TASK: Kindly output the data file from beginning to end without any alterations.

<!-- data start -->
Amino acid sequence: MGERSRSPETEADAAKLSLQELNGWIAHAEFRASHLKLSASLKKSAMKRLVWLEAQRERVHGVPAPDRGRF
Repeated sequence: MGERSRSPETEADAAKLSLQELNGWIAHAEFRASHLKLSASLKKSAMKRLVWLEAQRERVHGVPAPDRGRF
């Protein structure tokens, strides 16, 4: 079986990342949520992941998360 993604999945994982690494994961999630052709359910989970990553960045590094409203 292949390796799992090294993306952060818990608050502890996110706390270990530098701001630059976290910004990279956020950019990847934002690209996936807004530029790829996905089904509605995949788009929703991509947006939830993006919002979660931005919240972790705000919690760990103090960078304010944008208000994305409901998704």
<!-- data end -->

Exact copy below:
Amino acid sequence: MGERSRSPETEADAAKLSLQELNGWIAHAEFRASHLKLSASLKKSAMKRLVWLEAQRERVHGVPAPDRGRF
Repeated sequence: MGERSRSPETEADAAKLSLQELNGWIAHAEFRASHLKLSASLKKSAMKRLVWLEAQRERVHGVPAPDRGRF
């Protein structure tokens, strides 16, 4: 079986990342949520992941998360 993604999945994982690494994961999630052709359910989970990553960045590094409203 292949390796799992090294993306952060818990608050502890996110706390270990530098701001630059976290910004990279956020950019990847934002690209996936807004530029790829996905089904509605995949788009929703991509947006939830993006919002979660931005919240972790705000919690760990103090960078304010944008208000994305409901998704």